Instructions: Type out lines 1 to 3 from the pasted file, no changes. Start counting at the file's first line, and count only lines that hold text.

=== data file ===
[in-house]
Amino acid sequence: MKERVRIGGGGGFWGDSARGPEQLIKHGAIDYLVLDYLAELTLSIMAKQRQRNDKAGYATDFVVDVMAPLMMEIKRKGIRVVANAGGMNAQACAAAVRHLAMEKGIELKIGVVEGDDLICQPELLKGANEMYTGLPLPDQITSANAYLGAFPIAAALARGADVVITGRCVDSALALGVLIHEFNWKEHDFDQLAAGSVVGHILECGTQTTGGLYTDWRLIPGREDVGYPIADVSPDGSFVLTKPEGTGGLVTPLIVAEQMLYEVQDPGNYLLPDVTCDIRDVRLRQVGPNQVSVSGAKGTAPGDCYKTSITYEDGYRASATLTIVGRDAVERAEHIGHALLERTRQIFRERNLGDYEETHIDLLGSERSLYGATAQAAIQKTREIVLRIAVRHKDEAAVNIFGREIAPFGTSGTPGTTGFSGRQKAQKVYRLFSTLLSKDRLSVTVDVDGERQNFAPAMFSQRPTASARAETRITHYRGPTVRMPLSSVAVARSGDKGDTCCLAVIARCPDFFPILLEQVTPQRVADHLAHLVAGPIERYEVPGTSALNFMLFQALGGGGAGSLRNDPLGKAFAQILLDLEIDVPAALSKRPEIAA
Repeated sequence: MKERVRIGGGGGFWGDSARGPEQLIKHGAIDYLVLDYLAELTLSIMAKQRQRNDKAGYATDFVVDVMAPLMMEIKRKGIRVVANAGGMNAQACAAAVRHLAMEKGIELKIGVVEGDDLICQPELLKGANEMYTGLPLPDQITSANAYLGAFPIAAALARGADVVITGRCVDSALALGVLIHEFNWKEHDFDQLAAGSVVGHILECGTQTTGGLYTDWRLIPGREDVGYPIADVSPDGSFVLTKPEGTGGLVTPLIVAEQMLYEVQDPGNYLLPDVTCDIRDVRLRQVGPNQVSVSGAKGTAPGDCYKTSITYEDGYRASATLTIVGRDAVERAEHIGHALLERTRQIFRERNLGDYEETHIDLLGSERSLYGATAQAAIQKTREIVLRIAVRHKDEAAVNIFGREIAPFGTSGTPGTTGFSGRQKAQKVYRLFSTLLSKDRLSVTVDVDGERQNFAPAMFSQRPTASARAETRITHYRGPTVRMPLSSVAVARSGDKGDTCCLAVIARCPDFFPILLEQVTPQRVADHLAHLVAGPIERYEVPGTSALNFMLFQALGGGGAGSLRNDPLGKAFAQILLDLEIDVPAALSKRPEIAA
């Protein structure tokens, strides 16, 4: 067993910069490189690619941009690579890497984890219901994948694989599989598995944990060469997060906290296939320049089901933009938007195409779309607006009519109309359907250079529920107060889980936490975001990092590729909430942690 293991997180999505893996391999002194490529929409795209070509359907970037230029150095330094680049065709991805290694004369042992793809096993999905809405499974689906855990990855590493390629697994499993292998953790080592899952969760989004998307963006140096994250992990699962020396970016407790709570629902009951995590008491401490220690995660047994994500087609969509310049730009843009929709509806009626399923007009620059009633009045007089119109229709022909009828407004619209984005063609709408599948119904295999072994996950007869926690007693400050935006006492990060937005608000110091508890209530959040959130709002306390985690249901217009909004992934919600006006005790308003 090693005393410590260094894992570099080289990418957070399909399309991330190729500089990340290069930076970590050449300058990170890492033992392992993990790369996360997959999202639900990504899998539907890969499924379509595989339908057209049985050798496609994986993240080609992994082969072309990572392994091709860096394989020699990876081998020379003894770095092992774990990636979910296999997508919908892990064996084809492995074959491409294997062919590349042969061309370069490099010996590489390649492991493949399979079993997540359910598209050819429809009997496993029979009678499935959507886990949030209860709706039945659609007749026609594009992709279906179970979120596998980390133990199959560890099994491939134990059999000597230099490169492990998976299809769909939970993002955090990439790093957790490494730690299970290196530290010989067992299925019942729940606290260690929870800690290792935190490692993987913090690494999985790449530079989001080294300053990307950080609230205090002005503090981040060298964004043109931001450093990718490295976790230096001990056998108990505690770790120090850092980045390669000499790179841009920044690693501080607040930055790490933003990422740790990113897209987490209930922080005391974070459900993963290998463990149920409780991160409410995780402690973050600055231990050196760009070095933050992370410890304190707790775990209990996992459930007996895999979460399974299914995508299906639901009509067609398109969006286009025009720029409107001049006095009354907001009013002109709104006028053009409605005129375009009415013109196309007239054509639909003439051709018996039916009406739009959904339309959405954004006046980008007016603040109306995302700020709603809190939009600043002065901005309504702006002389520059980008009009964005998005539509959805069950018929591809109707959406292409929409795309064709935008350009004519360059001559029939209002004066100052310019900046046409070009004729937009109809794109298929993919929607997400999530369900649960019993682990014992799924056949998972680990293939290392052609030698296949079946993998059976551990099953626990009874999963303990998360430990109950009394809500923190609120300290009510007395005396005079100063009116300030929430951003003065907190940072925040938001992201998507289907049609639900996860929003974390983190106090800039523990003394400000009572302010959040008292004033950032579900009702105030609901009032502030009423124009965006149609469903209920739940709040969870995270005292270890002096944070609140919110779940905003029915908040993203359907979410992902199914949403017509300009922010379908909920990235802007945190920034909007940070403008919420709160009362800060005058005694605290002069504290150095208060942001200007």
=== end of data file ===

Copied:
[in-house]
Amino acid sequence: MKERVRIGGGGGFWGDSARGPEQLIKHGAIDYLVLDYLAELTLSIMAKQRQRNDKAGYATDFVVDVMAPLMMEIKRKGIRVVANAGGMNAQACAAAVRHLAMEKGIELKIGVVEGDDLICQPELLKGANEMYTGLPLPDQITSANAYLGAFPIAAALARGADVVITGRCVDSALALGVLIHEFNWKEHDFDQLAAGSVVGHILECGTQTTGGLYTDWRLIPGREDVGYPIADVSPDGSFVLTKPEGTGGLVTPLIVAEQMLYEVQDPGNYLLPDVTCDIRDVRLRQVGPNQVSVSGAKGTAPGDCYKTSITYEDGYRASATLTIVGRDAVERAEHIGHALLERTRQIFRERNLGDYEETHIDLLGSERSLYGATAQAAIQKTREIVLRIAVRHKDEAAVNIFGREIAPFGTSGTPGTTGFSGRQKAQKVYRLFSTLLSKDRLSVTVDVDGERQNFAPAMFSQRPTASARAETRITHYRGPTVRMPLSSVAVARSGDKGDTCCLAVIARCPDFFPILLEQVTPQRVADHLAHLVAGPIERYEVPGTSALNFMLFQALGGGGAGSLRNDPLGKAFAQILLDLEIDVPAALSKRPEIAA
Repeated sequence: MKERVRIGGGGGFWGDSARGPEQLIKHGAIDYLVLDYLAELTLSIMAKQRQRNDKAGYATDFVVDVMAPLMMEIKRKGIRVVANAGGMNAQACAAAVRHLAMEKGIELKIGVVEGDDLICQPELLKGANEMYTGLPLPDQITSANAYLGAFPIAAALARGADVVITGRCVDSALALGVLIHEFNWKEHDFDQLAAGSVVGHILECGTQTTGGLYTDWRLIPGREDVGYPIADVSPDGSFVLTKPEGTGGLVTPLIVAEQMLYEVQDPGNYLLPDVTCDIRDVRLRQVGPNQVSVSGAKGTAPGDCYKTSITYEDGYRASATLTIVGRDAVERAEHIGHALLERTRQIFRERNLGDYEETHIDLLGSERSLYGATAQAAIQKTREIVLRIAVRHKDEAAVNIFGREIAPFGTSGTPGTTGFSGRQKAQKVYRLFSTLLSKDRLSVTVDVDGERQNFAPAMFSQRPTASARAETRITHYRGPTVRMPLSSVAVARSGDKGDTCCLAVIARCPDFFPILLEQVTPQRVADHLAHLVAGPIERYEVPGTSALNFMLFQALGGGGAGSLRNDPLGKAFAQILLDLEIDVPAALSKRPEIAA